Google Research

SAC113 - SSAC Advisory on Private-Use TLDs

  • Warren Kumari
  • Greg Aaron
  • Joe Abley
  • Jaap Akkerhuis
  • Tim April
  • Lyman Chapin
  • kc claffy
  • Patrik Fältström
  • James Galvin
  • Cristian Hesselman
  • Geoff Huston
  • Merike Kaeo
  • Barry Leiba
  • John Levine
  • Danny McPherson
  • Russ Mundy
  • Rod Rasmussen
  • Mark Seiden
  • Suzanne Woolf
ICANN Security and Stability Advisory Committee (SSAC) Reports and Advisories (2020), pp. 27

Abstract

In this document, the SSAC recommends the reservation of a DNS label that does not (and cannot) correspond to any current or future delegation from the root zone of the global DNS. This label can then serve as the top-level domain name (TLD) of a privately resolvable namespace that will not collide with the resolution of names delegated from the root zone. In order for this to work properly, this reserved private-use TLD must never be delegated in the global DNS root.

Currently, many enterprises and device vendors make ad hoc use of TLDs that are not present in the root zone when they intend the name for private use only. This usage is uncoordinated and can cause harm to Internet users.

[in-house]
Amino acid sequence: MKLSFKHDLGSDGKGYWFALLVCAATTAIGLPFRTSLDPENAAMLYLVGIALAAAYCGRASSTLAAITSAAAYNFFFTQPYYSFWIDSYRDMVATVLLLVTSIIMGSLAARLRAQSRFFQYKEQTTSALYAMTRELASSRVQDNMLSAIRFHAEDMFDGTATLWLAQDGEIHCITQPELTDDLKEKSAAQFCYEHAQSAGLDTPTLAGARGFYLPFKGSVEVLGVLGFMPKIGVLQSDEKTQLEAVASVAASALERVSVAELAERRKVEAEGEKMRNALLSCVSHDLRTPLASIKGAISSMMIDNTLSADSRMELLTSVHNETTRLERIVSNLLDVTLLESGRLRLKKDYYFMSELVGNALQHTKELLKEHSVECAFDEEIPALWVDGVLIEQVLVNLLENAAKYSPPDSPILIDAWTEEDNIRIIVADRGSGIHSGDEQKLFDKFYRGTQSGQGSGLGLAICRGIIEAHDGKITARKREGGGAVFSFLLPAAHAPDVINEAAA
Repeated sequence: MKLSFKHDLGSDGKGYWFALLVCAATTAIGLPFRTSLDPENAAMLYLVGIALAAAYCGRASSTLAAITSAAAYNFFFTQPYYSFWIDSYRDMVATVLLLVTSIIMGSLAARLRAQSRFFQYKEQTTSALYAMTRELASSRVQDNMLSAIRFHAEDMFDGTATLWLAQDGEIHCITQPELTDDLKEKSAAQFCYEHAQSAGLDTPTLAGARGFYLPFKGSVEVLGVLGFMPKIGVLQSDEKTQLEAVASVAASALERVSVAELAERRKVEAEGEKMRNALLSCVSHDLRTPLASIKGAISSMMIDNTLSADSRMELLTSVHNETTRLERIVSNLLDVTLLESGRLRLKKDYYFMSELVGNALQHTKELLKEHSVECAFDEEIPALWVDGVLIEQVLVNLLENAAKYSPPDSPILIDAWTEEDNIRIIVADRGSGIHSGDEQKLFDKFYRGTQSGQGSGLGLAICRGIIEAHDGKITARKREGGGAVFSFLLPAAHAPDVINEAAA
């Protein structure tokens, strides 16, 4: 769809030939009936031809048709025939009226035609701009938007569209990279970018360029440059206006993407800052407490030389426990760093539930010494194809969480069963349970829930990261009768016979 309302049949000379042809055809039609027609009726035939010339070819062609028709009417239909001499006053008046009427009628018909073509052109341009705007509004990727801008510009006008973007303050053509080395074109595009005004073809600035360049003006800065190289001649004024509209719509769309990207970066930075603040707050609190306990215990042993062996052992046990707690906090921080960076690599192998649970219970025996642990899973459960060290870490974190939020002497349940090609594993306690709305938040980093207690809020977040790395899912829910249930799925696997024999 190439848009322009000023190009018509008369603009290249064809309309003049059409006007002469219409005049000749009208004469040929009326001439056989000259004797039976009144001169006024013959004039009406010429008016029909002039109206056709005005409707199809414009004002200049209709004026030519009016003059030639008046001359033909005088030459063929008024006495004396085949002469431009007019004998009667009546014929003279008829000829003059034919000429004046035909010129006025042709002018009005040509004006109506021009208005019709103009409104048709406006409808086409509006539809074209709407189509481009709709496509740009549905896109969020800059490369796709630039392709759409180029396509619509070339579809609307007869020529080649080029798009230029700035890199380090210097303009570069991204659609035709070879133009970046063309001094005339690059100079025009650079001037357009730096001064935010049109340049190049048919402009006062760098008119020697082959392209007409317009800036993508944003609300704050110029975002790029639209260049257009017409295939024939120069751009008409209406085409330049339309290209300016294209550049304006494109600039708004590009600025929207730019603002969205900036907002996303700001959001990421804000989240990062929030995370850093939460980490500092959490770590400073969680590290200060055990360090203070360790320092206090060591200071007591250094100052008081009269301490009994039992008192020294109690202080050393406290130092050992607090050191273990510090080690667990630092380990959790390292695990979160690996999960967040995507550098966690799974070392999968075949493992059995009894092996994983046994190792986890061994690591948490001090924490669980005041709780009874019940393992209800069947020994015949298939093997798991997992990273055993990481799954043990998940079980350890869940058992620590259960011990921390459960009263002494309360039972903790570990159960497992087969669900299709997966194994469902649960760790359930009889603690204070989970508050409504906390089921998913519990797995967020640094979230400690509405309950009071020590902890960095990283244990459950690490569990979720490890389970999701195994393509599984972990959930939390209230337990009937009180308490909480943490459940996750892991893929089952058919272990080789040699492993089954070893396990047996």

The DNS has no explicit provision for internally-scoped names, and current advice is for the vendors or service providers to use a sub-domain of a public domain name for internal, or private use. Using sub-domains of registered public domain names is still the best practice to name internal resources. The SSAC concurs with this best practice, and encourages enterprises, device vendors, and others who require internally-scoped names to use sub-domains of registered public domain names whenever possible. However, this is not always feasible and there are legitimate use cases for private-use TLDs.

The need for private-use identifiers is not unique for domain names, and a useful analogy can be drawn between the uses of private IP address space and those of a private-use TLD. Network operators use private IP address space to number resources not intended to be externally accessible, and private-use TLDs are used by network operators in a similar fashion. This document proposes reserving a string in a manner similar to the current use of private IP address space. A similar rationale can be used to reserve more strings in case the need arises.

This document does not recommend a specific string for reservation. Instead, criteria are provided in Section 4.1 to guide the decision on which string to choose and assist the ICANN Board in making its determination. Four criteria are provided to help guide this decision and reasoning is provided for each.

This advisory takes a pragmatic approach to an issue that the DNS allows by its design. Because of the decentralized nature of the DNS, there is no way to prevent ad hoc use of a TLD, rather than use of an explicitly reserved private string as this advisory recommends. Nevertheless, the SSAC believes that the reservation of a private string will help to reduce the ad hoc usage, provide greater predictability for network administrators and equipment vendors, and, over time, reduce erroneous queries to root servers.

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